George Bush (I’m your senior by a couple of decades so I make free to address you this way, and to lecture you …), I really don’t think you’re fit to inflict on Iraq such a monumental ordeal as the “shock-and-awe” campaign you’re contemplating. You need a lot more experience of life, such as replacing, with your own hands, on a cold February morning, one of the half-billion window panes that you today contemplate breaking in Iraq. I would propose to you another experience that could benefit you profoundly: to hold in your hand — and for at least six uninterrupted hours, I would suggest, and if she would allow you — the broken hand of that New York woman, palm up, while you try to imagine her palm filling with all the tears that she and her family together may have shed in the six hours following the disastrous minute that smashed what could have been the glory of the rest of her life.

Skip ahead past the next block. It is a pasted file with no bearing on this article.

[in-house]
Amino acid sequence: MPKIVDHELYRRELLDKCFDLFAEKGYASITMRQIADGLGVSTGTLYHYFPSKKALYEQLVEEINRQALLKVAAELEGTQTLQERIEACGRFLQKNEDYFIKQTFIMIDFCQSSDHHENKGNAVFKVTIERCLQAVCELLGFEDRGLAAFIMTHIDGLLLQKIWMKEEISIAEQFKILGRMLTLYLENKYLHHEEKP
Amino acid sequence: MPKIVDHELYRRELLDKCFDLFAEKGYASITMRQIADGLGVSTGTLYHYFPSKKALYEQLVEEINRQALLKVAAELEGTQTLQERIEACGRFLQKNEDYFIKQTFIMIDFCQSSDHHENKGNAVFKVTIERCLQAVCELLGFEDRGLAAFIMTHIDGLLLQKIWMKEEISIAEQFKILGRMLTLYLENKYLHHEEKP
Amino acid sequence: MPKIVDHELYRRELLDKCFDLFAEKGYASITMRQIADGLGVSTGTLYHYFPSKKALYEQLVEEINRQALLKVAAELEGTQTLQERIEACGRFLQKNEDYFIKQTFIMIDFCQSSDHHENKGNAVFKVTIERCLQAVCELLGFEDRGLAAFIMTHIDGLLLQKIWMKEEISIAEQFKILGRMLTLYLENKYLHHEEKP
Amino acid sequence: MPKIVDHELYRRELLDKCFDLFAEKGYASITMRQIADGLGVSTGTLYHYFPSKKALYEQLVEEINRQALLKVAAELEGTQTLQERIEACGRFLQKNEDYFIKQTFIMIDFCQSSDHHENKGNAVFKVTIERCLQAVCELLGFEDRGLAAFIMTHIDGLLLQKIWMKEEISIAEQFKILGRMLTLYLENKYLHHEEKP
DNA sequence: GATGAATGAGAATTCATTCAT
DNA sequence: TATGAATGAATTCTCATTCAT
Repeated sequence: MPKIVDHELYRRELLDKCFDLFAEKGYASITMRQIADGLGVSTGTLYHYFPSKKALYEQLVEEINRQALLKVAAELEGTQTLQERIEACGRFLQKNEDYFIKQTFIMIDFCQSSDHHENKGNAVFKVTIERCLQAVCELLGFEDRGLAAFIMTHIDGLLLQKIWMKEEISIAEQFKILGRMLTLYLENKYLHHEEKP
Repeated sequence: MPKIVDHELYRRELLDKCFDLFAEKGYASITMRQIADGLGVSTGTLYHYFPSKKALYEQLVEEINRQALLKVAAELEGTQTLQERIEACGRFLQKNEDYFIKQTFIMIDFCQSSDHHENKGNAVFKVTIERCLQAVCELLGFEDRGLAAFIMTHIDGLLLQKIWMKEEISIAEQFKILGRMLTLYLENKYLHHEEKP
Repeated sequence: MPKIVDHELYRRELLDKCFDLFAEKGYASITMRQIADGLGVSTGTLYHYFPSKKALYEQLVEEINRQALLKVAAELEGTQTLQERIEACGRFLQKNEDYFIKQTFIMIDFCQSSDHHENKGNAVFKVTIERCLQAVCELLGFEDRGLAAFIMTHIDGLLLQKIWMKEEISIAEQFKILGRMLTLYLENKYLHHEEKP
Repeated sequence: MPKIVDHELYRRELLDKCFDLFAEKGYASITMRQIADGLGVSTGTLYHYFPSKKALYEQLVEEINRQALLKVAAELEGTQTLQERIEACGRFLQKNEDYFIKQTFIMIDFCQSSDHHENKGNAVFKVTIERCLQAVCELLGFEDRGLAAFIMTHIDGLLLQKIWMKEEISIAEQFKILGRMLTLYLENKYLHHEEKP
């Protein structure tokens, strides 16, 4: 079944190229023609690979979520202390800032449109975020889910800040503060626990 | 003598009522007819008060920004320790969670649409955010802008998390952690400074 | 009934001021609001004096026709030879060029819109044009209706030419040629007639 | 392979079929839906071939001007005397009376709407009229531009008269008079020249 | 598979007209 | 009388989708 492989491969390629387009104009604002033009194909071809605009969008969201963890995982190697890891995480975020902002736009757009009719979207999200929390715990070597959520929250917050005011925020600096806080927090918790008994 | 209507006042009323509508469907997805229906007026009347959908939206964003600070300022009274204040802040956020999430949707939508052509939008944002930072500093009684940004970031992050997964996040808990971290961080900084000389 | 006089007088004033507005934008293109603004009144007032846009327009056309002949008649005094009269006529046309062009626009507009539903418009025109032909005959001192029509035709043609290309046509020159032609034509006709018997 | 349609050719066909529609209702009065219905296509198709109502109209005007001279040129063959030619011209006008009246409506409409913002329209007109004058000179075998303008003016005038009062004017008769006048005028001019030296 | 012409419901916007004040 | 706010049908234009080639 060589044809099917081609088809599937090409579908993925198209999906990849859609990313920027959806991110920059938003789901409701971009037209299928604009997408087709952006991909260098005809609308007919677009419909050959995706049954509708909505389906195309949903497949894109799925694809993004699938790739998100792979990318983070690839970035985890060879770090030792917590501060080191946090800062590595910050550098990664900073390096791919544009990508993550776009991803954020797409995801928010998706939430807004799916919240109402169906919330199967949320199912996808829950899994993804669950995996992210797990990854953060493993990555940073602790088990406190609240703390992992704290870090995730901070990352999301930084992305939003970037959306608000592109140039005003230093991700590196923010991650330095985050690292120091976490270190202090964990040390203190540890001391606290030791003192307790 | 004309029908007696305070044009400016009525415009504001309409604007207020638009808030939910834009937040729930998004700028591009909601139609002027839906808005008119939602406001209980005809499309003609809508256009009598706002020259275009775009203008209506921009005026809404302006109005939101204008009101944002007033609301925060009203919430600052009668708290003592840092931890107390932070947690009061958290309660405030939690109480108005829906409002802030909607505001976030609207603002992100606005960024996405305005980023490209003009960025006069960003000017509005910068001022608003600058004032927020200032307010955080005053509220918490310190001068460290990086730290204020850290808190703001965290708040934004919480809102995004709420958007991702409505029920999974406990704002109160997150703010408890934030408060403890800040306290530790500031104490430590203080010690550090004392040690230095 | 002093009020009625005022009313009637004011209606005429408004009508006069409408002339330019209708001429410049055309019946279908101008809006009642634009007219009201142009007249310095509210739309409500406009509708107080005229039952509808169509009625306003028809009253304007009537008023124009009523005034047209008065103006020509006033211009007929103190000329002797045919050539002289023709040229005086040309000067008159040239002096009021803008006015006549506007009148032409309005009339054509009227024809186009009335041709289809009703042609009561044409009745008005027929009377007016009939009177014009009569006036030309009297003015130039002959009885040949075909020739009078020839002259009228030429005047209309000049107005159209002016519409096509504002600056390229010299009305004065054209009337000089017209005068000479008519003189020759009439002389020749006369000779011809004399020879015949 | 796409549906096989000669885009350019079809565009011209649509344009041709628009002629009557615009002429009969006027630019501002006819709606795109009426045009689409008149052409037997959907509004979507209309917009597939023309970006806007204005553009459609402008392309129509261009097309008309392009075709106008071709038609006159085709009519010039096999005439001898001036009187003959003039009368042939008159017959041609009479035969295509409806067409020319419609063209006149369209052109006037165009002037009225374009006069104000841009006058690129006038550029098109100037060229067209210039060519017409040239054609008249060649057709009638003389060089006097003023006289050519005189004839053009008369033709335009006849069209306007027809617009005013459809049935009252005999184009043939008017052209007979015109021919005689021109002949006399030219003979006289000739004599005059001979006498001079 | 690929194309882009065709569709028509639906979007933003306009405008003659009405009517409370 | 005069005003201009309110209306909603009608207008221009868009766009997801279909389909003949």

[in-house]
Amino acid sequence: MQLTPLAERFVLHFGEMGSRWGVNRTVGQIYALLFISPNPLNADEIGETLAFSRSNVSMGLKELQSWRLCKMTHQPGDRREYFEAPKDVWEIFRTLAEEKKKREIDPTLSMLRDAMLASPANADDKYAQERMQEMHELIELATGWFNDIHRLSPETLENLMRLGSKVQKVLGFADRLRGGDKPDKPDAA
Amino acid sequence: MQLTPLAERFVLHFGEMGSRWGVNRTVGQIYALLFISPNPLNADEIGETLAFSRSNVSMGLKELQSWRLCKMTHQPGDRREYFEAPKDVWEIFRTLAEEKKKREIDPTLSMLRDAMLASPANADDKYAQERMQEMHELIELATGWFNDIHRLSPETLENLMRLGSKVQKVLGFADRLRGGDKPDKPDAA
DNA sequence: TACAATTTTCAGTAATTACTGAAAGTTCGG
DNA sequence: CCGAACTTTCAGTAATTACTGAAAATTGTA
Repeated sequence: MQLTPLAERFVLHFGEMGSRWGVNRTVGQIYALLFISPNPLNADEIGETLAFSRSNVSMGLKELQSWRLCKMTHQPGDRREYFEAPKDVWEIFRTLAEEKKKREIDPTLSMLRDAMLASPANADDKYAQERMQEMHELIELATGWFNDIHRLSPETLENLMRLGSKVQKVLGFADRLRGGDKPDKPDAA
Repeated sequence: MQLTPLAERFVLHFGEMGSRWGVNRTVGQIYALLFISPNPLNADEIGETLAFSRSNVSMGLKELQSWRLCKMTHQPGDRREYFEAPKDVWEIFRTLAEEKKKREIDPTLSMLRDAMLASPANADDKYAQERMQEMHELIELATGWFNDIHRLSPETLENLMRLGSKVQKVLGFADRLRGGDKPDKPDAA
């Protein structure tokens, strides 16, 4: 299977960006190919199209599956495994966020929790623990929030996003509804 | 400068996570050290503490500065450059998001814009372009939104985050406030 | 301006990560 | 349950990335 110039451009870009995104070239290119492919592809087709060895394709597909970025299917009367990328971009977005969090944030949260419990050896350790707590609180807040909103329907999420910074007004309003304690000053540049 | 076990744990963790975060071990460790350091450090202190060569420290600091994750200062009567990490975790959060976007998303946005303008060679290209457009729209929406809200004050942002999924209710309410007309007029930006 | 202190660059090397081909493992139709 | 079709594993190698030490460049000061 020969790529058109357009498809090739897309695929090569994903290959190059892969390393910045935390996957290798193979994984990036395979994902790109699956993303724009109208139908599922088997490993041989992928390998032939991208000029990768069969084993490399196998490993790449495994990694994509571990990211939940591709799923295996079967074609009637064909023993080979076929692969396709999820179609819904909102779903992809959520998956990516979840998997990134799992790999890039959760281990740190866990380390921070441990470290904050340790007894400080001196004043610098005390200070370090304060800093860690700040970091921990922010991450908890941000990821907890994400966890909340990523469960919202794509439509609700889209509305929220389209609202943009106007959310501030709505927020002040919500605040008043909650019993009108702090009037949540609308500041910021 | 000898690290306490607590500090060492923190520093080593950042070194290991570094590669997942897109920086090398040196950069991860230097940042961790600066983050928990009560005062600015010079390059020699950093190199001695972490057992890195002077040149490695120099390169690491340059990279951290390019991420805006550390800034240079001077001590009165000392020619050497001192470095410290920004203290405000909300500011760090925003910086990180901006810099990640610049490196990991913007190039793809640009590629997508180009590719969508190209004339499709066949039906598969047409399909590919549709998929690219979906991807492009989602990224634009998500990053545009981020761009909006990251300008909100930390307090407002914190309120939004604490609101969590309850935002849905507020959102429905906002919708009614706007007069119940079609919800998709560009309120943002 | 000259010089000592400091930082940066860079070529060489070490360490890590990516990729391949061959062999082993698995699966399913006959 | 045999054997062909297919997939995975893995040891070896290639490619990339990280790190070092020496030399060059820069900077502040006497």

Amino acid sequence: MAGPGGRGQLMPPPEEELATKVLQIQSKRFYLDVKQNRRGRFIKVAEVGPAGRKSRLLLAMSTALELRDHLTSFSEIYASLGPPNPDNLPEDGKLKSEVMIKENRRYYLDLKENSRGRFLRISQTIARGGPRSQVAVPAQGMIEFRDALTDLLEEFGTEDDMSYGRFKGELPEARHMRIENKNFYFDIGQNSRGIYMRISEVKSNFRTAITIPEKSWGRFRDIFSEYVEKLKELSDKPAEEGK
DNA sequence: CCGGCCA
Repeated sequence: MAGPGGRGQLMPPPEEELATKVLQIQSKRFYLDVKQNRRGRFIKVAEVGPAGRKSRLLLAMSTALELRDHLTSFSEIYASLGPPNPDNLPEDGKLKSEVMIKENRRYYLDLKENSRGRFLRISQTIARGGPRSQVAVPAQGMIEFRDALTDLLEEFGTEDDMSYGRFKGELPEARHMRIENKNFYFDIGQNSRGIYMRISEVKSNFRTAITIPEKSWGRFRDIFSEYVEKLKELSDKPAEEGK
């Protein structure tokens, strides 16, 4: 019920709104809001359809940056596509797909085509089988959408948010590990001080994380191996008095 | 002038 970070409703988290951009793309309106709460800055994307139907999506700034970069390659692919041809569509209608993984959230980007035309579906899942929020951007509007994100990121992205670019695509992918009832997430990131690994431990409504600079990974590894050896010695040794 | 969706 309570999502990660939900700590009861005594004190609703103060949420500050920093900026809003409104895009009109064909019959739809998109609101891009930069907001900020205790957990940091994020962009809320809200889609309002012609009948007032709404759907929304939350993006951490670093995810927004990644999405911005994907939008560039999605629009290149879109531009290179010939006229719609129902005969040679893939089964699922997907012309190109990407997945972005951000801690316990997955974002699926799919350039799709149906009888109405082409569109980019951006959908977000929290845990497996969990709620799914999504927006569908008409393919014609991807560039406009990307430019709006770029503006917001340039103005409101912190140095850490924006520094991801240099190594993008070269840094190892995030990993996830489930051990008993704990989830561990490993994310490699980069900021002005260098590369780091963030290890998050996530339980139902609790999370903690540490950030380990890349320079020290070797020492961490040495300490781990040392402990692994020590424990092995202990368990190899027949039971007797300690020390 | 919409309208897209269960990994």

Hands, heads, windows, teapots: And what if I fear that you don’t have either the capacity or the inclination to consider what you will be wreaking, on a population of millions, if you commence in Iraq what your dogs of war have prettily named the days of “shock and awe?”

JULES RABIN lives in Vermont. He can be reached at: rabin@counterpunch.org.

 

More articles by:

CounterPunch Magazine

minimag-edit

bernie-the-sandernistas-cover-344x550

zen economics

April 26, 2017
Richard Moser
Empire Abroad, Empire At Home
Stan Cox
For Climate Justice, It’s the 33 Percent Who’ll Have to Pick Up the Tab
Paul Craig Roberts
The Looting Machine Called Capitalism
Lawrence Davidson
The Dilemma for Intelligence Agencies
Christy Rodgers
Remaining Animal
Joseph Natoli
Facts, Opinions, Tweets, Words
Mel Gurtov
No Exit? The NY Times and North Korea
Alexandra Isfahani-Hammond
Women on the Move: Can Three Women and a Truck Quell the Tide of Sexual Violence and Domestic Abuse?
Michael J. Sainato
Trump’s Wikileaks Flip-Flop
Manuel E. Yepe
North Korea’s Antidote to the US
Kim C. Domenico
‘Courting Failure:’ the Key to Resistance is Ending Animacide
Barbara Nimri Aziz
The Legacy of Lynne Stewart, the People’s Lawyer